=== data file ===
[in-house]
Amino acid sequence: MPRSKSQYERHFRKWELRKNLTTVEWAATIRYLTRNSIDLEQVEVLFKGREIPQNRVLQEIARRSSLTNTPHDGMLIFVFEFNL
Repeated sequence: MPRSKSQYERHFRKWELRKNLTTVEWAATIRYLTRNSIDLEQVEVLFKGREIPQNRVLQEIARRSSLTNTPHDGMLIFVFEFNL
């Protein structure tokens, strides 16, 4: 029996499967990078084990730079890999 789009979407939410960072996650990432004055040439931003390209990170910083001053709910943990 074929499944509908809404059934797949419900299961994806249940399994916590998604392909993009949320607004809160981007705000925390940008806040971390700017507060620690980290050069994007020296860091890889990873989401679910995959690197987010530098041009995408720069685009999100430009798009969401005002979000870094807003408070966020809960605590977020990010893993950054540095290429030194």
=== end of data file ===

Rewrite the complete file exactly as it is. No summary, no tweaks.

[in-house]
Amino acid sequence: MPRSKSQYERHFRKWELRKNLTTVEWAATIRYLTRNSIDLEQVEVLFKGREIPQNRVLQEIARRSSLTNTPHDGMLIFVFEFNL
Repeated sequence: MPRSKSQYERHFRKWELRKNLTTVEWAATIRYLTRNSIDLEQVEVLFKGREIPQNRVLQEIARRSSLTNTPHDGMLIFVFEFNL
């Protein structure tokens, strides 16, 4: 029996499967990078084990730079890999 789009979407939410960072996650990432004055040439931003390209990170910083001053709910943990 074929499944509908809404059934797949419900299961994806249940399994916590998604392909993009949320607004809160981007705000925390940008806040971390700017507060620690980290050069994007020296860091890889990873989401679910995959690197987010530098041009995408720069685009999100430009798009969401005002979000870094807003408070966020809960605590977020990010893993950054540095290429030194």